(1) The words, "I went to question Cephas," with no indication added, either specific or general, of the matters to be inquired about, would present a very bald and imperfect sentence;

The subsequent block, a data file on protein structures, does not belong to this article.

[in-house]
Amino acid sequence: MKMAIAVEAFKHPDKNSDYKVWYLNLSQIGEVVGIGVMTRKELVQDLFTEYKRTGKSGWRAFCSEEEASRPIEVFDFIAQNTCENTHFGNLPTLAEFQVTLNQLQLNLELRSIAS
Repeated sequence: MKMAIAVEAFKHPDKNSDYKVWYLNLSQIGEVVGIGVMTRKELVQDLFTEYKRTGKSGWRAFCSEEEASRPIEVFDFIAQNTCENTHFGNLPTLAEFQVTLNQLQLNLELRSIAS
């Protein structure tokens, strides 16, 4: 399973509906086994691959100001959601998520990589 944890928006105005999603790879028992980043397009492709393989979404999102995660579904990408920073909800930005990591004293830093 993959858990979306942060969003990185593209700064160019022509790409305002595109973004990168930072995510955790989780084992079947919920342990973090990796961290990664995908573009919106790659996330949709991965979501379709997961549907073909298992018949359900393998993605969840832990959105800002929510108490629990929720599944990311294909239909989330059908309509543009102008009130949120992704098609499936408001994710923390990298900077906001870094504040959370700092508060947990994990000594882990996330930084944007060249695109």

(2) it would seem strangely incongruous that the apostle, just when concerned to give point to his affirmation that he received not his gospel from men, but fully and completely from God, should tell his readers that two or three years after his conversion he went up to Jerusalem to make inquiries of Cephas. Neither would the general use of the verb warrant us in understanding St. Paul to say that his object in making this journey was to "see Cephas" in that sense in which we sometimes employ the English verb, to denote a friendly visit; nor again would it justify us in interpreting it to mean "to put myself on a footing of acquaintanceship and friendship with him." No instance has been adduced in which the word has either of these two turns of meaning. Its import in the present instance appears to be this: St. Paul was hearing continually in all quarters a variety of statements respecting Cephas, the leader of the apostles, Cephas's doctrine, Cephas's manner of conduct both personal and ministerial,—statements, we may be sure, not always agreeing together. He knew the great importance of Cephas's position in the Church, not only with reference to the Jewish section of it with which that apostle was the most immediately associated, but also with reference to Gentile believers, he having been first of all the apostles divinely commissioned to open the door to the Gentiles. For the prudent shaping, then, of his own course in the prosecution of his ministry as apostle, it was of deep moment for St. Paul that he should have a more exact understanding of Cephas's personality, and of Cephas's principles of conduct in dealing both with Jews and Gentiles, than he could possibly gain from mere hearsay. He therefore resolved, most assuredly under Divine guidance, himself to repair to Jerusalem, to apprise himself by personal observation and intercourse of the true character of this most highly gifted and most influential leader of Jewish Christendom. Thus much, and so far as I can perceive no more than this, does the usage of the verb in the Greek of the time warrant us in finding in St. Paul's use of it in the present passage. And this view of it is confirmed by its singular appropriateness, when thus understood, to the connection in which it stands. No term could have more significantly implied the feeling which the writer entertained of the independence of his own position as a messenger of Christ to the world. Cephas's own self, he intimates, was the object which he sought by that journey to get to know. That is, there is not the faintest suggestion in the phrase employed of his having felt his own knowledge of the gospel to he imperfect, and that he wished to confer with Peter for the purpose of integrating his views. While, however, with the apostle the ruling motive in taking that journey may be supposed to have been as now stated, we are still at liberty to surmise that there were other accessory inducements. If St. Paul felt that it was urgently needful for him, in the prosecution of his great mission, to know Cephas well, he could not but have also felt that it was of importance for the success of the great cause that Cephas should by personal intercourse be enabled to appreciate more certainly and distinctly than was otherwise possible what manner of man Saul himself now was, and should begin to recognize the gifts and calling which their common Lord had conferred upon him. Further, it is impossible not to believe that Saul would welcome with joy the opportunity which this visit would afford him of obtaining, from the lips of one who was a very principal eye-witness and minister in the matter discoursed on, more precise and more reliable accounts than it is probable he had as yet received, of many particulars appertaining to Christ's sojourn upon earth. And what a story Cephas had to tell him! With what ravishment of listening attention would Saul drink in at his lips the marvels of that Divine life and death, which it had been his privilege so closely to observe! And, on the other side, what joy on earth had the elder apostle greater than that of pouring into a truly sympathetic bosom those precious treasures of reminiscence. His two Epistles, written long after, evince clearly the profound, sweet complacency with which his mind was wont to dwell upon them. If, in Plato's immortal 'Phaedo,' a disciple of the martyred Socrates, when invited by a fellow-disciple, who by accident had not been at Athens at the time, to tell him the particulars of his master's death, would comply with alacrity, "for that to him nothing ever was so sweet as to be remembering Socrates, whether telling of him himself or hearing another do it", how much more might not Cephas feel thus in transmitting to his attentive auditor those leaves of the tree of life which are for the healing of the nations! Nor can we doubt that Cephas would rehearse to him the particulars of the Lord's dealings with his own individual spirit: his own first interview with its then mysterious word, "Thou shalt be called Cephas!" the summons, "Follow me;" the restoration to health of his fever-stricken wife's mother; the miraculous draught of fishes, with the outcry, "Depart from me, for I am a sinful man 1" and the gracious response, "Fear not; from henceforth thou shalt catch men;" the walking on the sea, with its "Lord, save me!" the confession of his faith, "Thou art the Christ, the Son of the living God," with the presently ensuing shrinking from the predicted cross, and the merited rebuke, "Get thee behind me, Satan!" the beatifying sight of the Transfiguration; the confident "Though all should deny thee, yet will I never deny thee," so soon rebuked by the triple denial, and the Lord's glance of reproving love; the appearing of the risen Christ to him individually on Easter Day; the morning scene by the margin of the Sea of Tiberias, with its triple confession of love and its triple charge; the closing scene on Mount Olivet; his wondrously blessed discourse on the day of Pentecost; his great work again with Cornelius, so full of in-retest for the newly constituted apostle of the Gentiles now hearing it. The story, told, we may be sure, with quivering lips, with streaming eyes, with features kindling with a rapture of holy, heavenly joy, unfolded a marvellous record of the redeeming Master's love and wisdom and power in dealing with that human soul; a Saviour's work, such as might even in some respects match that which Saul had himself to record. And this no doubt mutual interchange of spiritual experience would reveal each to the other, so as they never could else have been revealed. Saul had come thither for the purpose of acquainting himself with Cephas's personality; he went away knowing something of the weaknesses of his temperament, as well as able to love and admire his loyalty of soul and straightforwardness in action, his zeal, the warmth, the impetuosity even, of his affections, his tender entire devotion to his Lord. It is interesting in this relation to remark that when, in writing to the Corinthians, St. Paul recites historical proofs of Christ's resurrection, the five appearances of the risen Christ specified by him which were antecedent to the one vouchsafed to himself, are those which he was likely to have been told of on the occasion of this visit, when, as he states, he saw, together with Cephas, also James the Lord's brother. Of those five appearances, that to "James" the Lord's brother in all probability is not mentioned in the Gospels at all; that to St. Peter only in the way of most cursory allusion by the Pauline evangelist St. Luke. It would seem as if thus early was stamped on St. Paul's mind a form of historical recital available for customary use ever after. The certain truth of these appearances he then got to be assured of through personal testimony borne to himself by Peter and by James. And abode with him fifteen days (καὶ ἐπέμεινα πρὸς αὐτὸν ἡμέρας δεκαπέντε); and I tarried with him fifteen days. The use of the preposition here rendered "with" is illustrated by 1 Corinthians 16:6, 1 Corinthians 16:7; Matthew 13:56; John 1:1; 1 Thessalonians 3:4; 2 Thessalonians 2:5. Since in the midst of a populous city the propinquity and (probably) association expressed by the preposition is referred to the one individual Cephas, the phrase, "I tarried with him," is with the greatest probability taken to indicate a sojourn at St. Peter's house. Else, why did not St. Paul write, "I tarried in Jerusalem"? And this circumstance the apostle, as it should seem, indicates, with a latent reference to its significance. The fact was significant in various ways. It testified most openly and emphatically to a wondrous transformation in the mutual sentiments with which the two men regarded one another. It was but a short while ago, only some two or three years more or less, that Saul was viewed by St. Peter with repugnance and dread, as the bitter and influential persecutor of that flock of Christ which the Lord had so pointedly committed especially to his affectionate tendence. Even personally on his own behalf Peter "must have feared him, perhaps even have hidden himself from him, when he forced his way into Christian homes". Only quite lately had the scattered members of the Church ceased to fear fresh onslaughts of the persecution which Saul had so eagerly pressed forward, and begun once more to openly assemble at Jerusalem. Yet now there were here to be seen, on the one side Cephas, forgivingly, affectionately welcoming Saul to his house; and on the other, the late scornful and hostile Pharisee submitting to be beholden to Cephas for hospitality! to Cephas for public recognition as a brother in Christ! That it was with a lively recollection of that newborn mutual brotherliness that the apostle penned this brief record of his visit to Cephas, dry and colourless matter-of-fact as it at first seems, we cannot doubt when we look back upon the highly coloured picture of his previous animosity against the Church of God, and his intense Pharisaism, and also observe that immediately after he brings directly into view the sentiments of wonder and adoring gratitude to God with which the Churches of Judaea beheld the change which had taken place in him. His mind is too intent upon the pressing business of the hour to allow itself in melting mood to loiter upon mere reminiscences of the past; it takes in, nevertheless, with however rapid a glance, the remembrance of those days; how strange, and withal how affecting, his position bad then been felt to be! We are not, however, to suppose that St. Paul devoted this most noteworthy fortnight altogether, or perhaps even principally, to fraternal intercourse with Cephas and James and the other newly found brethren in Christ residing in the capital. We learn from the history of the Acts that, after the misgiving, which not unnaturally bad been at first felt by even the leaders of the Christian community, as to the reality of his conversion to the faith, had been overcome through the interposition of the generous-hearted Barnabas, his ardent zeal thrust him forth without delay upon giving public proof of his consecration to the cause of Christ. He owed it to that cause that, in the place where he had so grievously and publicly sinned against it, he should try what he could to undo, if only he might, the mischief which when last at Jerusalem he had but too well succeeded in effecting. For this end he addressed himself to that very portion of the population amongst whom in those days of sin his hostility had been so conspicuously shown. He sought out the Hellenist Jews, whom he had then been so active in hounding on to their assault upon the holy Stephen, eagerly striving now by exhortation and argument to win them to believe. The endeavour was, however, fruitless. The evil which he had wrought in the past it was not given him in this field to repair. Christ himself, appearing in vision, warned him to desist. Earnestly he entreated to be permitted thus to plead for him; but his Master peremptorily commanded him to leave the city. "Depart quickly: they will not receive of thee testimony concerning me" (Acts 22:18). The wish was natural, and to his honour; but it was not for this that his steps had been directed to Jerusalem. He should work for Christ extensively elsewhere, and not ineffectually; but here he was forbidden to stay. The eager, and for himself fearless, champion obeys, curbing his resolute spirit to compliance with the arrangements which the brethren at Jerusalem made for his safe transmission to Caesarea, from whence he sailed for Tarsus (Acts 9:1-44.).